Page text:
At present, the closed-basin (endorheic) Laguna Cari-Laufquen (41°S, 69°W) encompasses two water bodies: Cari-Laufquen Grande at 800 m a.s.l and Cari-Laufquen Chica at 820 m a.s.l. The mean annual precipitation in the area is approximately 160 mm, primarily occurring between May and August with prevailing westerly winds; mean annual temperature is 4 °C. (Coria, 1979). Laguna Cari-Laufquen Chica is a permanent water body, with pH 8.7 (Schwalb et al., 2002) and a sodium bicarbonate concentration of 230 p.p.m. (Galloway, Markgraf & Bradbury, 1988). Occasionally, excess water overflows through the Maquinchao River into Cari-Laufquen Grande, which is an ephemeral body of brackish water with pH 8.8 (Schwalb et al., 2002) and solute concentration of 4000 p.p.m. (Galloway et al., 1988) (Fig. 1B). The Pleistocene sequence of the Cari-Laufquen lake system can be seen on outcrops along the shore of the present lakes. Two high stages have been recognized in shorelines at 55 and 35 m above modern lake level. These have been radiocarbon dated at 19 000 years BP and between 14 000 years BP and 10 000–8000 years BP, respectively (Galloway et al., 1988; Bradbury et al., 2001). The two lakes merged during those high stands forming a larger palaeolake (Ariztegui et al., 2008). Lago Cardiel (49°S, 71°W) is also a closed (endorheic) lake basin situated on the Patagonian Plateau (Argentina) at 276 m a.s.l. (Fig. 1C). This heart-shaped lake has a diameter of 20 km covering an area of 370 km2. The maximum modern water depth is approximately 76 m with a catchment area of approximately 4500 km2. Río Cardiel is the principal perennial inflowing river. The mean annual precipitation varies from approximately 500 mm in the mountain area west and north-west of the lake to 160 mm near the lake. The mean annual temperature is approximately 8 °C, and strong westerly winds prevail during summer months (December to March) (Gilli et al., 2001, 2005a, b; Markgraf et al., 2003; Ariztegui et al., 2008, 2010). Galloway et al. (1988) and Stine & Stine (1990) recognized and dated several palaeoshorelines indicative of former lake level high stands. A deeply dissected highstand at +75 m a.s.l. was beyond radiocarbon dating. A highstand at +55 m above the actual lake level was dated to 9780 14C years BP (approximately 10 800 calibrated years BP). An intermediate highstand at +21 m a.s.l was dated at 5130 14C years BP and four minor lake level fluctuations between +3 and +10 m were dated, respectively, between 4530 and 3070 14C years BP, approximately 2000, 1450 and 800 14C years BP (Markgraf et al., 2003). Seismic surveys of Lago Cardiel allowed the classification of the sedimentary succession into six major seismic sequences that correspond to different lake levels. Thus, these geophysical data show very low lake levels and even complete evaporation during glacial times before the dramatic increase in water level that characterizes the beginning of the present interglacial (Holocene). It further shows that the lake level during the Holocene has never been lower than today (Gilli et al., 2001, 2005a, b; Beres et al., 2008).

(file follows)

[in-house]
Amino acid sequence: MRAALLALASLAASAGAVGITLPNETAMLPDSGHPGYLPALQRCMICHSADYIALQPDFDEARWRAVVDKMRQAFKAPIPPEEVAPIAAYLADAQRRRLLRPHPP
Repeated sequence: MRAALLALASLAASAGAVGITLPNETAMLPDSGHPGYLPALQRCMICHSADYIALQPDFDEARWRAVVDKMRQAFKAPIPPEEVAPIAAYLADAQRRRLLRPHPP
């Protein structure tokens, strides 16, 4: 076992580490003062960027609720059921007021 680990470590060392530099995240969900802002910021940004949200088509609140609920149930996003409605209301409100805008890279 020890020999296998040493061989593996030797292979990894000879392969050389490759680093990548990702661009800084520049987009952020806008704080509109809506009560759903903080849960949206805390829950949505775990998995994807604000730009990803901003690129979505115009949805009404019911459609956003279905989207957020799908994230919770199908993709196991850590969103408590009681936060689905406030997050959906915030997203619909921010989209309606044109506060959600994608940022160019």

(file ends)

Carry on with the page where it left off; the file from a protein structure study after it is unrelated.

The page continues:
Late Pleistocene–Holocene sediment sequences and ostracod assemblages
Cari-Laufquen lake system (Fig. 2A) Cari-Laufquen Grande outcrop: (Fig. 2B). This 6 m thick section is located on the southern coast of Lago Cari-Laufquen Grande and was sampled in 1998 from the shore towards the surrounding dunes (41°10′26′′S, 69°28′41′′W). The outcrop comprises from the base upwards a sequence of ash and clay layers with ostracods, overlain by banded yellow clays and silt with chippy carbonate, clays, and a thick carbonate layer with ostracods, banded yellowish silty-clays and chocolate-coloured clays (Pineda et al., 2010). Two 14C ages were obtained for this sequence (Table 1). Ostracod assemblages (Fig. 3) are dominated by Limnocythere rionegroensis Cusminsky and Whatley, which are especially abundant in the lower levels. Eucypris virgata Cusminsky and Whatley and Eucypris fontana (Graf) are also present. The upper levels are characterized by an abrupt decrease in abundance of all species, including Limnocythere patagonica Cusminsky and Whatley. The population of each ostracod species, including Limnocythere rionegroensis along the outcrop, comprises adults and juveniles, and male and female individuals (Pineda et al., 2010).
Table 1. Radiocarbon and calibrated ages from the Cari-Laufquen Grande outcrop
14C age (years BP)
Calibrated age (calibrated years BP)
15 630 ± 110
16 960 ± 239
19 750 ± 128
21 692 ± 288